The Vloggies and Widgets Live (Sold Out!)

November 2, 2006

I head to San Francisco on Saturday for the Vloggies. On Monday, I will spend the day over at Widgets Live., which organizer Niall Kennedy says is now sold out. Wow.

Vlogstars and widget wizards, I’m in media geek heaven.

Robert Scoble says the Vloggies are a hot ticket. I’d say it’s the vloggers who are the hot tickets. I am a big fan of the video bloggers. They’re almost like the rock stars of the geek crowd.

And Monday, it’s widgets, widgets, widgets.

Om Malik is putting Widgets Live together with Niall Kennedy. And they’ve done a great job of pulling together some of the brightest folks , people who are pioneering how we produce and publish, be it for the web, the desktop or even hardware devices. Some of the sessions that I look forward to checking out:

Niall posted a bit about who is attending Widgets Live. What interests attendees most?

51% of respondents were most interested in blogs and social networking, 17% in personalized homepages, and 15% in desktop widget opportunities.

What a few days coming up! Let me know if you are in San Francisco. Maybe we can get a group together for dinner on Monday night.

 


Universal Media Player for the Distributed Web

October 30, 2006

Pete Cashmore of Mashable is a visionary.

Last February Pete wrote about the idea of a Universal Media Player:

Flickr, YouTube, Stickam, del.icio.us, Revver and many more Web 2.0 players have successfully employed widgets to drive traffic back to their own sites. eBay and Amazon take the next step by incentivizing their widgets (you earn a % of any transaction). And finally there’s the widget to end all widgets: the indefatigable Google Adsense. Ultimately, I wonder whether we even need to drive traffic back to the originating site – it seems feasible to have all the interaction taking place within the widget itself (and in fact this already happens with Adsense). Nonetheless, you still need a centralized site where the user can create his widgets (or do you?).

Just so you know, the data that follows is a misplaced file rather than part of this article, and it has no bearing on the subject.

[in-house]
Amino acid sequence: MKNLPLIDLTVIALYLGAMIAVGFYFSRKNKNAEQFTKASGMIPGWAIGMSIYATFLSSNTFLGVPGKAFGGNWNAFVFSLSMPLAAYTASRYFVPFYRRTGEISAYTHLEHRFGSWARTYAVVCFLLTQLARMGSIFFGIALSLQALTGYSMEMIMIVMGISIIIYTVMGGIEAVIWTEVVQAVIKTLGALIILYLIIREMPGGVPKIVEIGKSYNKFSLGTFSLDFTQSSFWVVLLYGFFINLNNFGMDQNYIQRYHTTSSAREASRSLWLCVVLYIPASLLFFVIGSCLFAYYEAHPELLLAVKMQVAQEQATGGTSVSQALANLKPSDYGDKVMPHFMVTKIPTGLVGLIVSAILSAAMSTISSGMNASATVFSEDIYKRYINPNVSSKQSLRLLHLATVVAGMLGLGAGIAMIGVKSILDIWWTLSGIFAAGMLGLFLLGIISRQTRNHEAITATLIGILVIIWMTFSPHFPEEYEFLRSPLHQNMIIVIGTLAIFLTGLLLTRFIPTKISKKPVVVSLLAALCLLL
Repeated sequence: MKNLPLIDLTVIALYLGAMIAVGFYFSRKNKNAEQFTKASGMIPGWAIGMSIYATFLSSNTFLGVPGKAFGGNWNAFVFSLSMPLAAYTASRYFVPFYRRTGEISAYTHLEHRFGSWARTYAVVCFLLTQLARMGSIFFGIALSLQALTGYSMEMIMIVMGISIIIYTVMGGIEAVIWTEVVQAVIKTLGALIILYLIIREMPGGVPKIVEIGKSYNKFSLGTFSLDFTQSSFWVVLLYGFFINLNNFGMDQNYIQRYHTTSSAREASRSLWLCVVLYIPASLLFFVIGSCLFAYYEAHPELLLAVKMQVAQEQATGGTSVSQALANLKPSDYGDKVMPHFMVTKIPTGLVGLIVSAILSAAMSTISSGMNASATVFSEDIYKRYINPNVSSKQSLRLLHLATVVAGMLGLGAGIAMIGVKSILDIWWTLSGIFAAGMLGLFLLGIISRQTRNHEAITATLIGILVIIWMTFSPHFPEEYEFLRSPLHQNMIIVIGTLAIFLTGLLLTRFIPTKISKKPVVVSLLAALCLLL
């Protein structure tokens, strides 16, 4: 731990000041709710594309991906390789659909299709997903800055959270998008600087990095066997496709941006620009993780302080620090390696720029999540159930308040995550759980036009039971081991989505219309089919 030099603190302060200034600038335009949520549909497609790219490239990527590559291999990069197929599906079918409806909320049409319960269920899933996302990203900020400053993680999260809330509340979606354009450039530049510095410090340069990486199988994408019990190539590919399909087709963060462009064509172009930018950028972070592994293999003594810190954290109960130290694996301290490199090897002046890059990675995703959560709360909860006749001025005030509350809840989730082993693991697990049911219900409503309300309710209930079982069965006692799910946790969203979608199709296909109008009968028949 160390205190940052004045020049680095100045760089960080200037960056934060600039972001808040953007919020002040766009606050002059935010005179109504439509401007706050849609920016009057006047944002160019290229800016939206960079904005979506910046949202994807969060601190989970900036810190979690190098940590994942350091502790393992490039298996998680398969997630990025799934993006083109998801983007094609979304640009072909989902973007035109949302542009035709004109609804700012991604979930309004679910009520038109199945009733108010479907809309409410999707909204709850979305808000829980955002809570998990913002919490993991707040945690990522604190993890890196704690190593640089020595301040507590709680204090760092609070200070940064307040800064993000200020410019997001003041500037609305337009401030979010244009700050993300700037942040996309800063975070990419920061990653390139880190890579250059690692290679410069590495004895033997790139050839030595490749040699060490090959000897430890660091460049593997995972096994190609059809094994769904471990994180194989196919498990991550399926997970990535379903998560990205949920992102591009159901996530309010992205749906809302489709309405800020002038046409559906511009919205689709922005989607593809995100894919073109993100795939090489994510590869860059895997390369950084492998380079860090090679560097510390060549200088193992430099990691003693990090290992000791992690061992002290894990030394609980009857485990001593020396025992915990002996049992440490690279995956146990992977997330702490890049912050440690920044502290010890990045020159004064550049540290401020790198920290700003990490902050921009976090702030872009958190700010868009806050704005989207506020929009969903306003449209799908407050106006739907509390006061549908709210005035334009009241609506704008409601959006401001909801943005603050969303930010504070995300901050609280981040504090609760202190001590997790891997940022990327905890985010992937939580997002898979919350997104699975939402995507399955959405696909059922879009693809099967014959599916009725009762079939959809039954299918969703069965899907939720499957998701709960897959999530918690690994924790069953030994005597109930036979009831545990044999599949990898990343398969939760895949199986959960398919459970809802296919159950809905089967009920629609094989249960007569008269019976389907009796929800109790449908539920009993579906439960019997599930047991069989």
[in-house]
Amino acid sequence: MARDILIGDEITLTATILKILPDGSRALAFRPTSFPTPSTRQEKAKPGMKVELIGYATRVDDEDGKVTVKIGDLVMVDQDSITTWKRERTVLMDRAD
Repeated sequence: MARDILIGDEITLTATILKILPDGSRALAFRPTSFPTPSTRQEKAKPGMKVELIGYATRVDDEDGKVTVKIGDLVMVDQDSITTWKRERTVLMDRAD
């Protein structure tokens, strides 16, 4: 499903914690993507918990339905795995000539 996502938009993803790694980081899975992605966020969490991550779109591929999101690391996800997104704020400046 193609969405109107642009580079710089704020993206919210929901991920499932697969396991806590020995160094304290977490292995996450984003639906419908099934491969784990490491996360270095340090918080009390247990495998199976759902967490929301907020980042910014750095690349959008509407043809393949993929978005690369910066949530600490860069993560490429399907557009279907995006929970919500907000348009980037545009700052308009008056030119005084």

The answer to your parenthetical question, Pete, is no.  In the post-destination-website era (a.k.a. “the distributed web”), your rich media content will be splashed across hundreds of different web pages, yet you will be able to remotely control and track it all from one simple console, accessible directly from any Universal Media Player, on any web page.

Sorry it took 10 months for your vision to become reality, Pete.

Wanna sneak peak?  Sign up for SplashCast beta.


Widgets or A Whole New World of Publishing?

October 27, 2006

Haydn Shaughnessy writes that the future of blogging is in the sidebar. He corrects himself in the comments, stating specifically that the blog will change quite a bit in the next year. That seems far more true.

Om Malik provides a bigger picture of what widgets mean. Widgets are on the web. They’re on the desktop. Apple has built widgets into their OS. Widgets, Malik wrote for Business 2.0 “are part of a movement that’s exploding the Web into millions of tiny chunks and reassembling it for a new generation of Internet users.”

I’d argue that what we are really seeing is a whole new world of publishing that channels across the web. RSS is the transport for these media pieces. It is the syndication format that is under the hood, providing what it does best, horsepower and fast delivery to people wherever they may be. Most people may not know about RSS. But that’s not important. They’ll get the feeds that they want.

For instance, I check out Kris Krug’s flickr stream because his photos are so rock star. His photos are the main show. But what if I want to post his photos on my web site? I can use a widget from Flickr to get his photos posted on my blog sidebar as he updates his photo page.

Over the next year we’ll see photo feeds like the ones from Kris not just appearing in sidebar flickr badges. They’ll be seamlessly embedded into the blog entries themselves, no different than traditional static images. They’ll also be part of shows that mix the media from Kris and other talented people into micro channels, syndicated all over the web. In other words, they won’t just be sidebar fun. They’ll act as the next evolution of micro-publishing, where millions of tiny chunks of media get distributed to places where they are not just a sidebar gadget but serve as the main show themselves or as integral media elements within a larger HTML context.